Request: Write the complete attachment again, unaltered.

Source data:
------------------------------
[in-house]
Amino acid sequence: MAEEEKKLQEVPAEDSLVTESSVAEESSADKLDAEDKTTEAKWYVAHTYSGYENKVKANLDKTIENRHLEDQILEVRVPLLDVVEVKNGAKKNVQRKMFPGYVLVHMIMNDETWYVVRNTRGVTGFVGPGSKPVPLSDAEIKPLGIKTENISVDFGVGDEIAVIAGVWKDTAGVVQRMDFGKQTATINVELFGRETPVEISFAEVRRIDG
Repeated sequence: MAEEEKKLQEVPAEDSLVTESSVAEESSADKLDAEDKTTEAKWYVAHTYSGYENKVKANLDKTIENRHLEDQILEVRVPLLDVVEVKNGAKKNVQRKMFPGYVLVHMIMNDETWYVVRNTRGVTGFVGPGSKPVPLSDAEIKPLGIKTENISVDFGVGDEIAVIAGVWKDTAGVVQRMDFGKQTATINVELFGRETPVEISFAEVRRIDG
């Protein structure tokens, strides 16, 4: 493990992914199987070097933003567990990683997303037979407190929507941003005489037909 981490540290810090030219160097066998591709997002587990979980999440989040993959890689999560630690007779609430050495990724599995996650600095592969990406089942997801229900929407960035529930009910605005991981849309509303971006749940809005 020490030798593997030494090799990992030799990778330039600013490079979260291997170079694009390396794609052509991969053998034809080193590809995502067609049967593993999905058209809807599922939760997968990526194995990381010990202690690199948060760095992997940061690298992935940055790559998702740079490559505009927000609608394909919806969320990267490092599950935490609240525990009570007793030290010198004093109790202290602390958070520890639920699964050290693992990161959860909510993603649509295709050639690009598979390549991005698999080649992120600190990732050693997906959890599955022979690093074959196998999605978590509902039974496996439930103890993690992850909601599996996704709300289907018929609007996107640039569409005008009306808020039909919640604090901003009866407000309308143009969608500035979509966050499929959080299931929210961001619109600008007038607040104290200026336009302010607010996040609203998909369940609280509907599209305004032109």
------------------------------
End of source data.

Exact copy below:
[in-house]
Amino acid sequence: MAEEEKKLQEVPAEDSLVTESSVAEESSADKLDAEDKTTEAKWYVAHTYSGYENKVKANLDKTIENRHLEDQILEVRVPLLDVVEVKNGAKKNVQRKMFPGYVLVHMIMNDETWYVVRNTRGVTGFVGPGSKPVPLSDAEIKPLGIKTENISVDFGVGDEIAVIAGVWKDTAGVVQRMDFGKQTATINVELFGRETPVEISFAEVRRIDG
Repeated sequence: MAEEEKKLQEVPAEDSLVTESSVAEESSADKLDAEDKTTEAKWYVAHTYSGYENKVKANLDKTIENRHLEDQILEVRVPLLDVVEVKNGAKKNVQRKMFPGYVLVHMIMNDETWYVVRNTRGVTGFVGPGSKPVPLSDAEIKPLGIKTENISVDFGVGDEIAVIAGVWKDTAGVVQRMDFGKQTATINVELFGRETPVEISFAEVRRIDG
């Protein structure tokens, strides 16, 4: 493990992914199987070097933003567990990683997303037979407190929507941003005489037909 981490540290810090030219160097066998591709997002587990979980999440989040993959890689999560630690007779609430050495990724599995996650600095592969990406089942997801229900929407960035529930009910605005991981849309509303971006749940809005 020490030798593997030494090799990992030799990778330039600013490079979260291997170079694009390396794609052509991969053998034809080193590809995502067609049967593993999905058209809807599922939760997968990526194995990381010990202690690199948060760095992997940061690298992935940055790559998702740079490559505009927000609608394909919806969320990267490092599950935490609240525990009570007793030290010198004093109790202290602390958070520890639920699964050290693992990161959860909510993603649509295709050639690009598979390549991005698999080649992120600190990732050693997906959890599955022979690093074959196998999605978590509902039974496996439930103890993690992850909601599996996704709300289907018929609007996107640039569409005008009306808020039909919640604090901003009866407000309308143009969608500035979509966050499929959080299931929210961001619109600008007038607040104290200026336009302010607010996040609203998909369940609280509907599209305004032109």